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Afghanistan, Iraq Crime Increasing, According To New Report

Crime in Iraq, Afghanistan increasingA Marine in Iraq sent home $43,000 in stolen cash by hiding it in a footlocker among American flags. A soldier shipped thousands more concealed in a toy stuffed animal. An embassy employee tricked the State Department into wiring $240,000 into his foreign bank account.

As the wars in Iraq and Afghanistan wind down, the number of people indicted and convicted by the U.S. for bribery, theft and other reconstruction-related crimes in both countries is rapidly rising, according to two government reports released Sunday.

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U.S. tracks 'millions' of dollars stolen by Iraqi officials

US tracks millions stolen in IraqOut of the billions of dollars in cash that the U.S. shipped to Iraq during the war, "hundreds of millions if not billions of dollars . . . was stolen by senior Iraqi officials for their own personal gain," the Special Inspector General for Iraq Reconstruction tells CNBC.

In a new audit report, the inspector tracked a subset of the total amount — $6.6 billion in funds that the New York Federal Reserve made available to the Iraqi government during the war.

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Wartime Contracting Panel Seals Records for Next 20 Years

Established by Congress to investigate and expose government waste, the Commission on Wartime Contracting in Iraq and Afghanistan has decided to not reveal its volumes of materials to the public for another two decades.

After three years of work, the commission officially shut down last week, having concluded that the U.S. misspent between $31 billion and $60 billion in contracting for services in Iraq and Afghanistan.

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State Department’s Iraq police training program a 'bottomless pit' for US taxpayers

Iraq police trainingA key piece of America’s enduring presence in Iraq — a multimillion-dollar program to train police forces — could become a “bottomless pit” for taxpayer funding if officials fail to adequately assess the needs of Iraqi security forces and obtain assurances from Iraqi officials about the program’s future, according to a new federal watchdog report.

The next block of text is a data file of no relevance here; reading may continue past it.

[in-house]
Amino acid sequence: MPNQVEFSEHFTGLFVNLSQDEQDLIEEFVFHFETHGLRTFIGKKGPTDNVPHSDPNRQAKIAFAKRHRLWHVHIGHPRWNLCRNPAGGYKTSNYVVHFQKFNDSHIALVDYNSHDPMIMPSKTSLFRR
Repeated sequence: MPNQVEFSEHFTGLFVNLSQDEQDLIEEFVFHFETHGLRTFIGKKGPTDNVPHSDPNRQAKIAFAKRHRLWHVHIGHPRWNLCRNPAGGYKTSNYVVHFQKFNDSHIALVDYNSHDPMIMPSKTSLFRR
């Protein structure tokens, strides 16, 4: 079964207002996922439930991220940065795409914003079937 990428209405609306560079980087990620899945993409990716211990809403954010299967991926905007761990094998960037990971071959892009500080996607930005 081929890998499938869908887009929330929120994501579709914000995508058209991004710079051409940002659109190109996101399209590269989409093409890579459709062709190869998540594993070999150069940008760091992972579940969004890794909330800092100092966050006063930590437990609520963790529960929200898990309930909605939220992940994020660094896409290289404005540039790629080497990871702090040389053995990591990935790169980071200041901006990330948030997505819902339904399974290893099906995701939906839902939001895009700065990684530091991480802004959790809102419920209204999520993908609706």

Since 2003, the United States has spent about $8 billion to train, staff and equip Iraqi police forces. With the U.S. military preparing to leave Iraq at the end of December, responsibility for the police training program transferred to the State Department this month. The department has requested $887 million to continue operating the program this fiscal year.

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Soldiers May Be Leaving Iraq, But Contractors Will Remain

Contractors stay in IraqAmerican troops may be leaving Iraq before the end of the year, but U.S. contractors aren’t going anywhere soon.

ABC News reports that the State Department “is expected to have about 5,000 security contractors in Iraq as of January 2012 (they already have about 3,000 in country).” There will also be 4,500 “general life support” contractors to provide food and medical services.

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Killing warning missed in slayings of Afghan civilians

Stryker BrigadeJoint Base Lewis-McChord’s operations center was hindered by high turnover and inconsistent training when it missed an early warning that could have tipped off the Army about a series of murders allegedly committed by U.S. soldiers in Afghanistan, according to an Army investigation obtained by The News Tribune.

Lt. Col. Charles Roede’s report primarily faults the noncommissioned officer who failed to act on a phone call he received Feb. 14, 2010, describing plots to kill Afghan civilians.

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Arms trade to repressive regimes largely from US, Russia and Europe

military weaponsArms shipments to repressive regimes in the Middle East and North Africa were largely from the United States, Russian and Europe, Amnesty International said.

Amnesty International, in an assessment of arms transfers, referred to a "stark failure" of arms exports controls across the board. The rights group said that, before the Arab Spring, the United States, Russian and several European countries supplied huge quantities of weapons to repressive regimes in the region.

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